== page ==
From an HRC news release
The Human Rights Campaign congratulated the National Basketball Association ( NBA ) , who announced today they would be a adopting a non-discrimination policy that covers sexual orientation as part of their collective bargaining agreement. The announcement comes on the same day that HRC released the 2012 Corporate Equality Index, which scores U.S. employers on their policies and practices pertinent to LGBT employees. Earlier this year, the National Football League and Major League Baseball added sexual orientation to their nondiscrimination protections.
"The NBA now joins the ranks of some of the most influential organizations and corporations in the country, who all believe that equality and inclusion are integral to a successful workplace," said HRC President Joe Solmonese. "We are grateful to Commissioner Stern, the NBA and the Players' Association for sending such a powerful message to society that what matters is a person's talent, not their sexual orientation."
Over the last year, a number of professional athletes have worked with HRC to promote LGBT equality in America. Most recently, NBA great Steve Nash, Sean Avery of the NHL, and the NFL's Michael Strahan, Brendan Ayanbadejo and Scott Fujita all participated in video ads speaking out in favor of marriage equality.
Because there are no legal protections at the federal level, many private employers have adopted policies to protect their LGBT employees against unfair employment practices. HRC called on the NBA to adopt non-discrimination policies that cover sexual orientation and gender identity, and will continue to advocate for the inclusion of gender identity in their nondiscrimination policy.
Released today, HRC's Corporate Equality Index ( CEI ) provides an in-depth analysis and rating of large U.S. employers and their policies and practices pertinent to lesbian, gay, bisexual and transgender employees. For more information on the report and a list of the 636 participating companies, go to www.hrc.org/CEI.
From a GLAAD news release
New York, NY, December 9, 2011 - The Gay & Lesbian Alliance Against Defamation ( GLAAD ) , the nation's lesbian, gay, bisexual and transgender ( LGBT ) media advocacy and anti-defamation organization, today lauded the NBA's new collective bargaining agreement, signed by the players' union and ratified Thursday by the NBA's board of governors, which includes language protecting players from discrimination based on sexual orientation. ( The league already has those protections in place for employees. )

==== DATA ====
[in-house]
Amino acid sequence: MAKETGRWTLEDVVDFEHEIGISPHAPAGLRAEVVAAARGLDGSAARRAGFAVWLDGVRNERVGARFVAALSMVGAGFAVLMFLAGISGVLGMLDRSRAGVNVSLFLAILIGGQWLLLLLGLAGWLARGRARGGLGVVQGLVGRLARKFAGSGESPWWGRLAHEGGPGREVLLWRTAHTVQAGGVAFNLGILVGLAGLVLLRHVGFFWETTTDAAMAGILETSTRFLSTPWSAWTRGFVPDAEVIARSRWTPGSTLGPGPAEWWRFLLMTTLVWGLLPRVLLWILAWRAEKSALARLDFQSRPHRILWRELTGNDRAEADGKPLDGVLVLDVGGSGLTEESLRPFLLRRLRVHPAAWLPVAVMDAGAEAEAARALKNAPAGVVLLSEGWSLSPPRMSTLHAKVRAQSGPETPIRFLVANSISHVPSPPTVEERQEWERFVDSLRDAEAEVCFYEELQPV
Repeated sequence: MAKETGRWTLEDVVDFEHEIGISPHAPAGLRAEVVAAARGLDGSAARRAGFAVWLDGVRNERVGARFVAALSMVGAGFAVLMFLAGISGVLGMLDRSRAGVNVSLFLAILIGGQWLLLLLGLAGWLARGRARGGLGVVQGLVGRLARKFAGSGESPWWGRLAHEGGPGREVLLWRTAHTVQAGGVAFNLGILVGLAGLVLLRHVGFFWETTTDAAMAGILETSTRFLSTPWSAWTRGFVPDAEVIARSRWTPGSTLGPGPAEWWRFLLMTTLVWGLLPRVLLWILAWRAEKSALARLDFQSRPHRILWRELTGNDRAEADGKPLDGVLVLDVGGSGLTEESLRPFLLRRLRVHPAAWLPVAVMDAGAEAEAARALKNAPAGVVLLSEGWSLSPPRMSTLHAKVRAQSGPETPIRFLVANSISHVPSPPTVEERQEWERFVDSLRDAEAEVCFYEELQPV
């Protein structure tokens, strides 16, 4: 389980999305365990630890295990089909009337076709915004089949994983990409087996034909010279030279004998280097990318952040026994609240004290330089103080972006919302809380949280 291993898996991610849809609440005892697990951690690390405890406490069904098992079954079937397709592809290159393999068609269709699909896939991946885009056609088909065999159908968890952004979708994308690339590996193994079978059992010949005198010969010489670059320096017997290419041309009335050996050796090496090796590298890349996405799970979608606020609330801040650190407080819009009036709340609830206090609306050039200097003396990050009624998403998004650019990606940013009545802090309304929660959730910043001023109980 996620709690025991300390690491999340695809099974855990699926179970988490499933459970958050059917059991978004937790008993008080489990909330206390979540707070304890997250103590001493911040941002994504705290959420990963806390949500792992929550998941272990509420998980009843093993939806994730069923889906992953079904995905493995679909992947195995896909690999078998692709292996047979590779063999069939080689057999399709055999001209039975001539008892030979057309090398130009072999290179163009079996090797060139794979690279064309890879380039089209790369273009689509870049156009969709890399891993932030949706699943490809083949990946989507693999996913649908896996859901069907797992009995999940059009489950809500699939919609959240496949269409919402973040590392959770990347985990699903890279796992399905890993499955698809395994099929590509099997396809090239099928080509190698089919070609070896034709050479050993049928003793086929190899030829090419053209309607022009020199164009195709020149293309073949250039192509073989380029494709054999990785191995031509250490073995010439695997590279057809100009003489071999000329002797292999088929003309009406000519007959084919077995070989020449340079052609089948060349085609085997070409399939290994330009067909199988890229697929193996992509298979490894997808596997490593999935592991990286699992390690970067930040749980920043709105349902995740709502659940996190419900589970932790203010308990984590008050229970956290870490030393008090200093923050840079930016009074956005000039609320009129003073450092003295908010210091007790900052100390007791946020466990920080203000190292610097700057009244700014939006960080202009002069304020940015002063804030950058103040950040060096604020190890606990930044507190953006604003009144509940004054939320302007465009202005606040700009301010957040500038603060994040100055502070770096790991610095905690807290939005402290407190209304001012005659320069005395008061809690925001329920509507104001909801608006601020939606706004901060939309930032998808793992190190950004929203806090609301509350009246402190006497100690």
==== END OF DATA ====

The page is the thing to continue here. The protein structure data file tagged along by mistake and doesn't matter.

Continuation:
"I am pleased to announce that we have concluded the collective bargaining process and have reached an agreement that addresses many significant issues that were challenges to our league," said NBA Commissioner David Stern. "This collective bargaining agreement will help us move toward a better business model, a more competitive league and better alignment between compensation and performance."
"The NBA now joins leading Fortune 500 companies and the vast majority of Americans who believe that gay people should have the same opportunities to work and live freely as who they are," said Mike Thompson, Acting President of GLAAD. "This decision shows that homophobia has no place on the court or in the game and we hope that local, college and high school teams follow this important example."
Since last year, the NBA has taken many steps to place the sport of basketball near the forefront of a changing sports landscape in terms of LGBT inclusion. GLAAD is proud to have partnered with the league on several of these steps. From significant fines ( and LGBT-supportive statements ) following players' use of anti-gay epithets, to its public partnerships with GLAAD and other LGBT organizations, to the appearances of Grant Hill and Jared Dudley in an ad campaign for GLSEN, to its support of now-openly gay former Phoenix Suns CEO Rick Welts, to Shaquille O'Neal's participation in GLAAD's anti-bullying "Amplify Your Voice" PSA campaign, the NBA and Commissioner David Stern have proven themselves to be strong allies to the LGBT community.